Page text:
An early morning ferry and we were in Bol, on the island Brac, a little closer back to Split. Home of delicious dried figs, wind surfers and long beach times at Zlatni Rat (reputedly the most photographed beach in Croatia). Also the quarry where the white marble used for the White House is located, true story! This meant that presumably the apartment we lodged in was made of the same stuff, that's how you holiday on in style! Thankfully there were less Australians here, but just as many Brits
. We toyed with the idea of seeing how our tennis skills were faring on the fancy clay courts, but chickened out in favour of sunbathing and eating sladoledi (icecream!). The next day before it got too hot we climbed up the peak behind town- all 730m- for some amazing views, although we were a little sad not to be able to see down the far side of the island to Split. As is the way, it turns out there is a tourist drive up there so we were greeted by polo shirts and Nikons. The path was made of those same white rocks that looked like they'd been laid a long time ago, and in parts it was lined with wild rosemary, thyme and sage. We had to let ourselves through a couple of rickety gates to contain goats, presumably. The grapevines and olive trees in the valley below had trunks that meant they had been there a good while, and there were few workers out picking fruit before the sun got too high.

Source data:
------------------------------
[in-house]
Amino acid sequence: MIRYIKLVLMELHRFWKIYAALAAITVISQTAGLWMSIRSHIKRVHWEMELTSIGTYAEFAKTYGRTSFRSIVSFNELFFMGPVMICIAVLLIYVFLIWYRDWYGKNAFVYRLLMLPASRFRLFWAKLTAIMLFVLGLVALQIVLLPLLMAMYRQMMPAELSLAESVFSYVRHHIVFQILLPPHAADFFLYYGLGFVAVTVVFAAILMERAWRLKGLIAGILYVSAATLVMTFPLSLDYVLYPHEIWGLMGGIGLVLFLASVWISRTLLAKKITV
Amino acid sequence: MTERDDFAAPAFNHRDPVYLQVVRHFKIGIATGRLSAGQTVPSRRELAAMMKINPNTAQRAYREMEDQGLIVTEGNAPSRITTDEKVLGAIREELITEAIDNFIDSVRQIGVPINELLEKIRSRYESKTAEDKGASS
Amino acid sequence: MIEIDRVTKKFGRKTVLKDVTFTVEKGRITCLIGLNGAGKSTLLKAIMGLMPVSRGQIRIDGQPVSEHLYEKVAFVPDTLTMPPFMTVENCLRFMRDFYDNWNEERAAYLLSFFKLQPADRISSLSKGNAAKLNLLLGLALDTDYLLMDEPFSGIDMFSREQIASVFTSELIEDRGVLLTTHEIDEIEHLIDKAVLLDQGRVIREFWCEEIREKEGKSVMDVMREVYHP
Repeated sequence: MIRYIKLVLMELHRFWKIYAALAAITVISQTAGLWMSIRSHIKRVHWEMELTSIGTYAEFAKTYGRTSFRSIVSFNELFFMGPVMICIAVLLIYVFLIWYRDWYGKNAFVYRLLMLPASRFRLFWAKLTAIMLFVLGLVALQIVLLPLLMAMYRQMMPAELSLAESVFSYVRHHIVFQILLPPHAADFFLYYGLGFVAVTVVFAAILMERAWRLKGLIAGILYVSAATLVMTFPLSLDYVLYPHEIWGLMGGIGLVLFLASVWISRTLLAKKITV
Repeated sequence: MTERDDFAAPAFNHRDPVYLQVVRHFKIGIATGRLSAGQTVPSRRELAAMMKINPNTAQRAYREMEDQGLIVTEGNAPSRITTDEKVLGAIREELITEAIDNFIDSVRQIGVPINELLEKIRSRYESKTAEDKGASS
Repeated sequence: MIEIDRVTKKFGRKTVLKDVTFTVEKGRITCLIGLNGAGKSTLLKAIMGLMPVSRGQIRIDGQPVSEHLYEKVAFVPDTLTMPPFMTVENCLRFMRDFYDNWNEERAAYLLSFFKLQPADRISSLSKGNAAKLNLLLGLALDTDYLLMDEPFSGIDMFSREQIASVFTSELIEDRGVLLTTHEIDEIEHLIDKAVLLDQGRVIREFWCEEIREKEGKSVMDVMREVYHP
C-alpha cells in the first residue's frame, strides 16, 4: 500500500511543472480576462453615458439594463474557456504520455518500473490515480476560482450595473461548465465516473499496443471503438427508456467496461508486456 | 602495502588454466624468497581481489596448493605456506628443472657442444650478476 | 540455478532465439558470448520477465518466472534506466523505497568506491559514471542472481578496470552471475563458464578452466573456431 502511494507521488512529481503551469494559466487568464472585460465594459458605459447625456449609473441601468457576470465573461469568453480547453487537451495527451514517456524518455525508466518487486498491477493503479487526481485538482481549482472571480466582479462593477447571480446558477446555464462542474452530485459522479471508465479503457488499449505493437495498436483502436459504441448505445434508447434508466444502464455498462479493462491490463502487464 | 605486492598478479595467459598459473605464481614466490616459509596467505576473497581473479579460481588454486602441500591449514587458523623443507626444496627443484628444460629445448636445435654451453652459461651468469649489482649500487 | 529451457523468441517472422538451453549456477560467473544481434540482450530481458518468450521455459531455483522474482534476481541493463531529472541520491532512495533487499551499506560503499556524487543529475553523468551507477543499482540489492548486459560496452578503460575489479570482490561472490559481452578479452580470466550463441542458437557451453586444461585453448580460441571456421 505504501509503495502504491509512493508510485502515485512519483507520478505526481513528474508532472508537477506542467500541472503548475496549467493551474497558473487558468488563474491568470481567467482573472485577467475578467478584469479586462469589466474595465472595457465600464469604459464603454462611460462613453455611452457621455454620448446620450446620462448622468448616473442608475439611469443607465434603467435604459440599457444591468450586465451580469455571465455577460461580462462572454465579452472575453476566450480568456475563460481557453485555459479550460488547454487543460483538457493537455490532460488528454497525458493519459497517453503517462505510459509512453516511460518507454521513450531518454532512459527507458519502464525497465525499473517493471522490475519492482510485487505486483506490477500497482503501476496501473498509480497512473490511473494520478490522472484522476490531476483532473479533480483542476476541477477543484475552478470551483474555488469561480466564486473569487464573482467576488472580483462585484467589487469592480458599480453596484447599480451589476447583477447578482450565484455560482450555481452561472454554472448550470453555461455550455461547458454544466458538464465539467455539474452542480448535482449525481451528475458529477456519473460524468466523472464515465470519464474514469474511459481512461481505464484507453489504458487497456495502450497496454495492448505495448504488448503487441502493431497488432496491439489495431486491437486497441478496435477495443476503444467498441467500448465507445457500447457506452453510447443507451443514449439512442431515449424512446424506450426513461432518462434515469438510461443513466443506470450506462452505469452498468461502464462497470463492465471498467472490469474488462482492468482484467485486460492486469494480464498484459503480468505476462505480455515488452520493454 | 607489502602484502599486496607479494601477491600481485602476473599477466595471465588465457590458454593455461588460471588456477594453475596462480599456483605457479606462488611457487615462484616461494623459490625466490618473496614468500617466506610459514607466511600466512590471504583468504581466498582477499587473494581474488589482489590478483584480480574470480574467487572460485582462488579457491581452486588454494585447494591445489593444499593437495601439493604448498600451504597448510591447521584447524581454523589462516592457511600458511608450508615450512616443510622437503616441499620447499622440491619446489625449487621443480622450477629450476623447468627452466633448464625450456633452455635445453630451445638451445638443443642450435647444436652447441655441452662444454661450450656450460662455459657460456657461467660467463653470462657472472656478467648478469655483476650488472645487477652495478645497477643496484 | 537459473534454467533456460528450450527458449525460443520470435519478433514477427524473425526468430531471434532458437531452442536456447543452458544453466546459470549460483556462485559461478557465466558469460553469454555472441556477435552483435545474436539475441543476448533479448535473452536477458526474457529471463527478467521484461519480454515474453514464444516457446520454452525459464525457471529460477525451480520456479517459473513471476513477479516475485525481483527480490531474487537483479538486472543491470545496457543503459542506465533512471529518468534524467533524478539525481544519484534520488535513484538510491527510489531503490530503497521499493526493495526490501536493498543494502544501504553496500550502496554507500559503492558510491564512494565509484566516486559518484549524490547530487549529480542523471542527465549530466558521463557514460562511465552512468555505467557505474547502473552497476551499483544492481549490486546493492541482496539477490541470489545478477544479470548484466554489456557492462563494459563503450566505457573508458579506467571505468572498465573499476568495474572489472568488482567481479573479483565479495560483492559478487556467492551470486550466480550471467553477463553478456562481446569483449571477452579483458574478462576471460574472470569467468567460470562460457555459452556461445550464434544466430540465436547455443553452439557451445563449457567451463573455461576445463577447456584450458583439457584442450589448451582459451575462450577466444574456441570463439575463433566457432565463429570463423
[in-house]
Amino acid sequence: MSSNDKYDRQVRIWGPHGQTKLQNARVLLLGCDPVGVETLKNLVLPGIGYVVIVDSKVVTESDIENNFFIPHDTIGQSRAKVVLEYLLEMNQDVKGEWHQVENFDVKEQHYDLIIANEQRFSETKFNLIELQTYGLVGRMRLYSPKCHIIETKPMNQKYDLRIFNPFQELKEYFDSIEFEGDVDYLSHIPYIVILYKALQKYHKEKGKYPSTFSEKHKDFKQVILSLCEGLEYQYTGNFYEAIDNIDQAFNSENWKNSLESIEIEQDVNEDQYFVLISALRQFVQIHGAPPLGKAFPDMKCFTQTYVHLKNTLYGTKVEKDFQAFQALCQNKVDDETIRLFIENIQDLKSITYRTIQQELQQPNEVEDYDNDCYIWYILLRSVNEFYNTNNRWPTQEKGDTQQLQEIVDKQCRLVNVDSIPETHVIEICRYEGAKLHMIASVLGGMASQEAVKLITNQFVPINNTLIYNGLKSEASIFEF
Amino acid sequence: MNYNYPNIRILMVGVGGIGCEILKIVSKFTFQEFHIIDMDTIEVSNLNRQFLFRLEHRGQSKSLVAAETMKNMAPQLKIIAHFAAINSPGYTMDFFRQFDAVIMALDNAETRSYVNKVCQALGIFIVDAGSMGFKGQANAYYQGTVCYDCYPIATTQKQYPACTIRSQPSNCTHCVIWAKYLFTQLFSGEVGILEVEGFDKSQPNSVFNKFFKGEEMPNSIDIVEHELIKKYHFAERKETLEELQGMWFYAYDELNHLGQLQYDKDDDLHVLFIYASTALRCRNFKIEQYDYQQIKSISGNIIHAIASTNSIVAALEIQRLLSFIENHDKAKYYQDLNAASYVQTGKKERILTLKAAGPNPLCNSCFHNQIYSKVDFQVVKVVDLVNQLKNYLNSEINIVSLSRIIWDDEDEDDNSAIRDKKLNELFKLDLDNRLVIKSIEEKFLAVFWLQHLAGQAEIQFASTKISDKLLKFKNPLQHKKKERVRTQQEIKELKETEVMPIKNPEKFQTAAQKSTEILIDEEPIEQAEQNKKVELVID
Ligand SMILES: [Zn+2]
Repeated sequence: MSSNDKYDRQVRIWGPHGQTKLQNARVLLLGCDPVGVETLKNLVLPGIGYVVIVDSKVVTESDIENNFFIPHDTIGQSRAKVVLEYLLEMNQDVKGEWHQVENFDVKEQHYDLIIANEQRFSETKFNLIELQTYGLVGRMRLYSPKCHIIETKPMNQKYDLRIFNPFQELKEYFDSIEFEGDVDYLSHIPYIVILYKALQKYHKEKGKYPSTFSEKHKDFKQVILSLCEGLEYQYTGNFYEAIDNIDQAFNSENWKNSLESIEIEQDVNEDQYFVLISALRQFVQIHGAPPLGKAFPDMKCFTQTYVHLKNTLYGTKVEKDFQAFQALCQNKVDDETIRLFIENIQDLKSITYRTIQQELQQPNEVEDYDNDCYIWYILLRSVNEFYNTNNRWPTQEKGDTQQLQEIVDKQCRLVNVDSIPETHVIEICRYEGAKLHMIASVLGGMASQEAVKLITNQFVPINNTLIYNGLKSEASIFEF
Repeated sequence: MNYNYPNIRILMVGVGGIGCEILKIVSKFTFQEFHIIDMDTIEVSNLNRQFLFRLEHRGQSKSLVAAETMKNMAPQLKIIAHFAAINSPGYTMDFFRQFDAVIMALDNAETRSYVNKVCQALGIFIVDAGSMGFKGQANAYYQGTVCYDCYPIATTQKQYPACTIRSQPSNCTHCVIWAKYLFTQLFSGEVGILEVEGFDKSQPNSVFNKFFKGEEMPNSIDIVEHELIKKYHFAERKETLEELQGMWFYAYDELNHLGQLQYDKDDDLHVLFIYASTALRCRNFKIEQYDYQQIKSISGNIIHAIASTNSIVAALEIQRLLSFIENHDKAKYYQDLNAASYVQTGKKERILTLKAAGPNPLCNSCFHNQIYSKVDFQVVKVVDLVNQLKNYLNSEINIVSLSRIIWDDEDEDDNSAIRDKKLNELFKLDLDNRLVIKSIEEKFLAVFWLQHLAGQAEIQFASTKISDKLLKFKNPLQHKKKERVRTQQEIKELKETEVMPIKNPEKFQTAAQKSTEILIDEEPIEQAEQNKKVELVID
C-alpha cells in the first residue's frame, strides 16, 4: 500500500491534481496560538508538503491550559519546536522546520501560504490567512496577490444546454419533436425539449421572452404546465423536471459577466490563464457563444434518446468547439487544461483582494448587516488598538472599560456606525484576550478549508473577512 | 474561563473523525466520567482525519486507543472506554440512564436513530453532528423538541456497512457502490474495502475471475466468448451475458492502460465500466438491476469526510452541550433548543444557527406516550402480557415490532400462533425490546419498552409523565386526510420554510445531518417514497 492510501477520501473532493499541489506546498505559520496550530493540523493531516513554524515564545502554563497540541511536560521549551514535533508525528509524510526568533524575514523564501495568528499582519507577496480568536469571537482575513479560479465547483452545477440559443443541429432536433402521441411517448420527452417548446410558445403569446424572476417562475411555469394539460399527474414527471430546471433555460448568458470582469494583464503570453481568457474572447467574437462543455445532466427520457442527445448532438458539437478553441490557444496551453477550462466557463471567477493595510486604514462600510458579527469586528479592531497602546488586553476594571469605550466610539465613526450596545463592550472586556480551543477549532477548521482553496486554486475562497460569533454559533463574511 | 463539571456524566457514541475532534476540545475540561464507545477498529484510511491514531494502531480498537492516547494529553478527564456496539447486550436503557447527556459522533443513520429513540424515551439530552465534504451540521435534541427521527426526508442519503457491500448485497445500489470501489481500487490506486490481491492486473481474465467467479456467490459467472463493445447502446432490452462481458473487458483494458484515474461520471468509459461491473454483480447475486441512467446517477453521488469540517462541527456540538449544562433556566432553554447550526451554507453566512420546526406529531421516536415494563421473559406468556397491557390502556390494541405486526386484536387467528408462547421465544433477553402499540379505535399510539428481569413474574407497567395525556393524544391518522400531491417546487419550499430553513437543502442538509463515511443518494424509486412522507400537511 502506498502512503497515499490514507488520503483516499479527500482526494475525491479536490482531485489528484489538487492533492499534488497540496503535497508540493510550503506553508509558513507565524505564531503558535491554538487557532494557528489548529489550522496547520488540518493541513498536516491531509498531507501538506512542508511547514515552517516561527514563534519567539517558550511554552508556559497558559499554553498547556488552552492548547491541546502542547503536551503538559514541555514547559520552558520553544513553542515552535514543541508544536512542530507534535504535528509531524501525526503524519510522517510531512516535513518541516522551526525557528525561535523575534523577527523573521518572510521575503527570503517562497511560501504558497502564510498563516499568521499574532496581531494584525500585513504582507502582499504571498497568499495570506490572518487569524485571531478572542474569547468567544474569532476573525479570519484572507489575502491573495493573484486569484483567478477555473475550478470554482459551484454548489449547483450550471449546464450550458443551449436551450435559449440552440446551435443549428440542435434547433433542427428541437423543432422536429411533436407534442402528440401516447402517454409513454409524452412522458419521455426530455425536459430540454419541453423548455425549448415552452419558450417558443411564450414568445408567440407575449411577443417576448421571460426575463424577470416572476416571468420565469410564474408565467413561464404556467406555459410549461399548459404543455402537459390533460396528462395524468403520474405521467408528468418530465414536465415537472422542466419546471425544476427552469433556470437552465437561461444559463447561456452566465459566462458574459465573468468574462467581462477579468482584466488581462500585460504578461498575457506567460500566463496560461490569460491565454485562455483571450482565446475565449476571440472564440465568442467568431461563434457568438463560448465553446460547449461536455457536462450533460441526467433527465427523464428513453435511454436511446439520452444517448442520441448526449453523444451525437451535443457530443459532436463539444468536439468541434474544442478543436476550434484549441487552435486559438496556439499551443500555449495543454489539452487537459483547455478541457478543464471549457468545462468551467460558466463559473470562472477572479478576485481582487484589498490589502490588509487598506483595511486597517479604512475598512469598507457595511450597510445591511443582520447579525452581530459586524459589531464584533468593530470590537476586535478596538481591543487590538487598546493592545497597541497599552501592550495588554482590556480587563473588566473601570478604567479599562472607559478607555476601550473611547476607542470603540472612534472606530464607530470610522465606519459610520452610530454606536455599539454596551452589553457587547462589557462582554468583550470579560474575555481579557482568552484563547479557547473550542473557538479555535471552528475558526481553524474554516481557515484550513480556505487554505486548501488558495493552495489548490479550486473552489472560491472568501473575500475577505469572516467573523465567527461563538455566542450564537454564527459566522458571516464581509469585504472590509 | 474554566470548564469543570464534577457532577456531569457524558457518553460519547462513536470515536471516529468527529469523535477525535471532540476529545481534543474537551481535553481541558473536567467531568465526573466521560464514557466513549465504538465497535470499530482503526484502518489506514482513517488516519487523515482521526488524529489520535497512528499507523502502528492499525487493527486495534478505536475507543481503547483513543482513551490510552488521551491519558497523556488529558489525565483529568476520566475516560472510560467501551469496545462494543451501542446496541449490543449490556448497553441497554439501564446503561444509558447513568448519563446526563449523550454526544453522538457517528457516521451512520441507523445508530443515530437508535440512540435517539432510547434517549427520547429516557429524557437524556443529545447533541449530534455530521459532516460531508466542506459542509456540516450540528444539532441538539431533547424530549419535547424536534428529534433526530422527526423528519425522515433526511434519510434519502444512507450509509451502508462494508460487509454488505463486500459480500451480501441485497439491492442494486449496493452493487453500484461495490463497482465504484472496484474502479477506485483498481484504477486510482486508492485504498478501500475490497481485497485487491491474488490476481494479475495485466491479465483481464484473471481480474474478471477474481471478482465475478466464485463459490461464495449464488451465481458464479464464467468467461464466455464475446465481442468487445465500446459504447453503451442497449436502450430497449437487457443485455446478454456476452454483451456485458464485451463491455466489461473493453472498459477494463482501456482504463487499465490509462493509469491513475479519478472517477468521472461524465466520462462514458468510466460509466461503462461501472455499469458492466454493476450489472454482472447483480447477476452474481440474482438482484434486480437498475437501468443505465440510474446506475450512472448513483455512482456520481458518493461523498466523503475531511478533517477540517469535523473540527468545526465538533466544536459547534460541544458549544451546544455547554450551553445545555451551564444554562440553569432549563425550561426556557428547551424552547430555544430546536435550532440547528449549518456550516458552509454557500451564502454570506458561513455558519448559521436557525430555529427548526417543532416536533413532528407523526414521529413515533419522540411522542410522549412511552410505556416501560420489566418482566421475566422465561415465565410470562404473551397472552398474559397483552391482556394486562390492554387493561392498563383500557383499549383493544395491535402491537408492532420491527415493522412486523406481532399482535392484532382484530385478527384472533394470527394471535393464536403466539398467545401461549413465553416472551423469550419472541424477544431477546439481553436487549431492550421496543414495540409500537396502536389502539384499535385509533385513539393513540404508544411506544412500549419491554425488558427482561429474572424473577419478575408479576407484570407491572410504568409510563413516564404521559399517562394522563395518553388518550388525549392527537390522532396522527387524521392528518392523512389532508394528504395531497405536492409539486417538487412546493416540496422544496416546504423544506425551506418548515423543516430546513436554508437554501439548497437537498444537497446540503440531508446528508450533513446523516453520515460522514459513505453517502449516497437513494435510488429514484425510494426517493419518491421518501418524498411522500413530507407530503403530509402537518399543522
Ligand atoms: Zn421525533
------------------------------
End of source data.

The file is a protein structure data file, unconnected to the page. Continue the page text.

That evening was one of the better traditional Croatian meals we'd had yet, and Mim plied the waiter for some of the recipes- to which he kindly obliged!
Sadly, another early morning ferry saw us in Split and then onwards to Zagreb. The night train we caught was from Zagreb to Munich, and we had the compartment to ourselves! Just as well, you wouldn't have been able to swing a scraggly Croatian street cat in there. There was a problem with one of the Austrian tunnels, meaning a long delay, which suited us fine because we got extra sleep and were detoured through Salzburg. It rained non-stop, we'd almost forgotten about rain, but we glimsped Sound-of-Music-like vistas through the fog and forests.
We left Croatia vowing to press our own olive oil, make our own wine and catch our own fish- but only if there's time left in between sunbathing
Split was cool. The Diocletian's palace is so intact still since Roman times that Croatians use these streets for every day life- with bars and restaurants and shops. We climbed a marbled staircase to the cathedral bellower, visited the crypt and the temple of Jupiter. Stray cats were everywhere, just like Greece. After pretending to be Romans in the underground passages of be Diocletians palace, (the old storage cellars) we visited Croatia's most celebrated sculptor and artist Ivan Mestrovic's home gallery. Noone else was there, but the grounds of the house designed for him and his displayed works were quite something. Apparently he left Croatia for America after WWII. Then we went for a late afternoon dip on a stony beach. Clothing appeared to optional at most beaches. .